Our partners at Lithuanian Shorts will host the annual Baltic Pitching Forum starting from October 10th. We were fortunate to chat to Sari Volanen, the Commissioning Editor of Finnish public broadcaster Yleisradio (Yle), who presents the Pre-buy Award to one successful pitch at the BPF.
Hi Sari, tell us about what you find most inspiring about your role?
I think it is great that Yle still has a short film program. The New Cinema strand started in 1995.
There are good films, but, in your personal opinion, what makes a great film and how do you separate the two?
A clever beginning and an unforgettable story – it is easy to discover the two, whether or not you work in the business.
If you could only watch one film on a loop for the rest of time, what would it be?
WASP by Andrea Arnold.
What makes your organisation special?
We want to offer Finnish audiences films with relevance, experience and insight. Even working in TV we are pro-films with cinematic storytelling.
What advice would you give for upcoming filmmakers who want to get involved? Where do they start?
It’s good to watch films and make them to practise the art. Don’t think about what people want to see but instead what you want to tell.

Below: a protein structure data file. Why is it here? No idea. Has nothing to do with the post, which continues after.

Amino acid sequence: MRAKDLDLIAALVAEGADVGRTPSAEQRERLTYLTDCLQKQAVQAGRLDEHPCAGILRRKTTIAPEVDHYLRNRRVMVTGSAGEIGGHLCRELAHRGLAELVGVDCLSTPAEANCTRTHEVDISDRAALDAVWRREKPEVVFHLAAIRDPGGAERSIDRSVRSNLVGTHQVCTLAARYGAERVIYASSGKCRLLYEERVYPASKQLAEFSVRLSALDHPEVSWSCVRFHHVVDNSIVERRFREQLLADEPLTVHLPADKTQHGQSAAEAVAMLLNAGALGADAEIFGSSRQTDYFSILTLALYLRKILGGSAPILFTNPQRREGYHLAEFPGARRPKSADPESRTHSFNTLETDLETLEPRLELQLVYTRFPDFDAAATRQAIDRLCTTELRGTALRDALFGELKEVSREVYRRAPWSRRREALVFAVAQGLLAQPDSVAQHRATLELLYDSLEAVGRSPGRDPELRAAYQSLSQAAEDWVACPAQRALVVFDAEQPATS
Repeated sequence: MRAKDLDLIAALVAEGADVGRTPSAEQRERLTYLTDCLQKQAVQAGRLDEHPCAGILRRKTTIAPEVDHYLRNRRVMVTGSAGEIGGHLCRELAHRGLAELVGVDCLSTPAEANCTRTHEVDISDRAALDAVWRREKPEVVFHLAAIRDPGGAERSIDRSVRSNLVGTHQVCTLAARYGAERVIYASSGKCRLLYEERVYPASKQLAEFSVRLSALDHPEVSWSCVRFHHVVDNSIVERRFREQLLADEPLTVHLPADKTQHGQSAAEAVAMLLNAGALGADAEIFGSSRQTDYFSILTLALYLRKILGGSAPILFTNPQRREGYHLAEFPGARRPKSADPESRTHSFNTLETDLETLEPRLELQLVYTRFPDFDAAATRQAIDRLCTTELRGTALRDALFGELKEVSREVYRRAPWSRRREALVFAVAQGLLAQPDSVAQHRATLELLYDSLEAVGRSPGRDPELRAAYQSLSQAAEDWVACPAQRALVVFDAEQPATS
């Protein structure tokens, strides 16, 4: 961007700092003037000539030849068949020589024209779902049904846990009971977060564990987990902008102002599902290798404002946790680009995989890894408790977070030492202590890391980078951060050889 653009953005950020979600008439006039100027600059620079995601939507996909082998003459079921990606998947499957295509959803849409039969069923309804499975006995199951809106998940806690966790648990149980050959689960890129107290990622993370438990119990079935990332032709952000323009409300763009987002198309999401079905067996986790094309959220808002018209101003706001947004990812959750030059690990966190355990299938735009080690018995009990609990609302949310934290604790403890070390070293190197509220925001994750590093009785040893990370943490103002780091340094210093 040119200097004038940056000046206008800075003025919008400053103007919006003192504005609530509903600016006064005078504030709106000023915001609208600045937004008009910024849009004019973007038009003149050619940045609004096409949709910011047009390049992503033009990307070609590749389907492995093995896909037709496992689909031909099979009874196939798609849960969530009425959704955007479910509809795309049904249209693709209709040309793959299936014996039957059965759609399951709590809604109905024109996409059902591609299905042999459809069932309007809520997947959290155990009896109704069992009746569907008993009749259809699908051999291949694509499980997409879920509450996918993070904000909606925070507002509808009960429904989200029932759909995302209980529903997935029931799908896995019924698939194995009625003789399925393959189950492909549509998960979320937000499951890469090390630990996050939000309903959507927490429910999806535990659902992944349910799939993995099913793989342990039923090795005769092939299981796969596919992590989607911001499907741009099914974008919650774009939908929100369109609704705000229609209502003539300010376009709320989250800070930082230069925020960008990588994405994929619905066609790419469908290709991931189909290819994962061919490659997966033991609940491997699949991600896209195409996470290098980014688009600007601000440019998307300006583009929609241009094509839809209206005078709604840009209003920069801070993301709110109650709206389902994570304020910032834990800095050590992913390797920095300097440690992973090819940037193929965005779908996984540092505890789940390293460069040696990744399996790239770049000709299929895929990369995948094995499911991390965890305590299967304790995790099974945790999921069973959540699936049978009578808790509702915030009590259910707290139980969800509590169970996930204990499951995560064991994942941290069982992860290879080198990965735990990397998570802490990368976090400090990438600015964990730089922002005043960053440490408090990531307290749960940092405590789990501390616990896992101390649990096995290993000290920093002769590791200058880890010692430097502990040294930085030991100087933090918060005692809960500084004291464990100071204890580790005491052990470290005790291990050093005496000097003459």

Tell us about some of the filmmakers you have helped, what have they gone on to do?
Our team has supported many successful filmmakers in Finland by commissioning their short films and then features.
Why are short films important?
Short film is fine as a form of film art, as well as as a means to practise the art in longer form. Short films are free from commercial pressure i.e. freer in content and shape, and can experiment with new techniques.
Where do you see the world of Short Films in 10 years, what should/needs to change?
I should not predict anything but I’m afraid the idea of a “film” might be in trouble.
What do you think is lacking in the process of distributing and promoting short films by upcoming filmmakers?
There are many upcoming filmmakers, so they should find an original voice and make better observations of the world and humans in it.
What is your single most important piece of advice for upcoming filmmakers to follow?
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